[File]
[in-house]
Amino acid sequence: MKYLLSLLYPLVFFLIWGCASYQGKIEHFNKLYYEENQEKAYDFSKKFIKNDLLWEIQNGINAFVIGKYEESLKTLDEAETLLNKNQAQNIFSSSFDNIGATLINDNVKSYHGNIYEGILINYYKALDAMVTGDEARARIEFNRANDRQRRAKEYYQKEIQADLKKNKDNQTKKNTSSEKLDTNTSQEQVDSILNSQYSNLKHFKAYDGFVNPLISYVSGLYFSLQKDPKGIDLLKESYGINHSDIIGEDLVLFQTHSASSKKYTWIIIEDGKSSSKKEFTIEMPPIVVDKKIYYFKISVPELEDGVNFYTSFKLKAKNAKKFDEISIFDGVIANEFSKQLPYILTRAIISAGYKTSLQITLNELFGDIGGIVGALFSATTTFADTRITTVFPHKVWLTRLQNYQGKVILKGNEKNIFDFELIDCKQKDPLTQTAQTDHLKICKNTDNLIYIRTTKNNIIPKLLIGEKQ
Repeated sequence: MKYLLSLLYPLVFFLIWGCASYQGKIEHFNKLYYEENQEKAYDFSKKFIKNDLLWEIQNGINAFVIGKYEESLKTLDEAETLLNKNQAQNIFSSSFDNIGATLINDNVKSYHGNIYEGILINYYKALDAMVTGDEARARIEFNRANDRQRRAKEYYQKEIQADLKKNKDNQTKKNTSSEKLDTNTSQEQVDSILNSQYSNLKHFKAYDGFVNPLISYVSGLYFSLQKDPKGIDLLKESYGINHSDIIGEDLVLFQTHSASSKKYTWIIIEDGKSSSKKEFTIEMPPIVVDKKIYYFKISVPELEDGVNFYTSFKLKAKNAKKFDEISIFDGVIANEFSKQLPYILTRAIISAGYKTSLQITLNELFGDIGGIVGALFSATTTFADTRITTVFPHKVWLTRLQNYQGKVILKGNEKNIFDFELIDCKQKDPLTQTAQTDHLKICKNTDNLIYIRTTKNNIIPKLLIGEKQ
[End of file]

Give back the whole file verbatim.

[in-house]
Amino acid sequence: MKYLLSLLYPLVFFLIWGCASYQGKIEHFNKLYYEENQEKAYDFSKKFIKNDLLWEIQNGINAFVIGKYEESLKTLDEAETLLNKNQAQNIFSSSFDNIGATLINDNVKSYHGNIYEGILINYYKALDAMVTGDEARARIEFNRANDRQRRAKEYYQKEIQADLKKNKDNQTKKNTSSEKLDTNTSQEQVDSILNSQYSNLKHFKAYDGFVNPLISYVSGLYFSLQKDPKGIDLLKESYGINHSDIIGEDLVLFQTHSASSKKYTWIIIEDGKSSSKKEFTIEMPPIVVDKKIYYFKISVPELEDGVNFYTSFKLKAKNAKKFDEISIFDGVIANEFSKQLPYILTRAIISAGYKTSLQITLNELFGDIGGIVGALFSATTTFADTRITTVFPHKVWLTRLQNYQGKVILKGNEKNIFDFELIDCKQKDPLTQTAQTDHLKICKNTDNLIYIRTTKNNIIPKLLIGEKQ
Repeated sequence: MKYLLSLLYPLVFFLIWGCASYQGKIEHFNKLYYEENQEKAYDFSKKFIKNDLLWEIQNGINAFVIGKYEESLKTLDEAETLLNKNQAQNIFSSSFDNIGATLINDNVKSYHGNIYEGILINYYKALDAMVTGDEARARIEFNRANDRQRRAKEYYQKEIQADLKKNKDNQTKKNTSSEKLDTNTSQEQVDSILNSQYSNLKHFKAYDGFVNPLISYVSGLYFSLQKDPKGIDLLKESYGINHSDIIGEDLVLFQTHSASSKKYTWIIIEDGKSSSKKEFTIEMPPIVVDKKIYYFKISVPELEDGVNFYTSFKLKAKNAKKFDEISIFDGVIANEFSKQLPYILTRAIISAGYKTSLQITLNELFGDIGGIVGALFSATTTFADTRITTVFPHKVWLTRLQNYQGKVILKGNEKNIFDFELIDCKQKDPLTQTAQTDHLKICKNTDNLIYIRTTKNNIIPKLLIGEKQ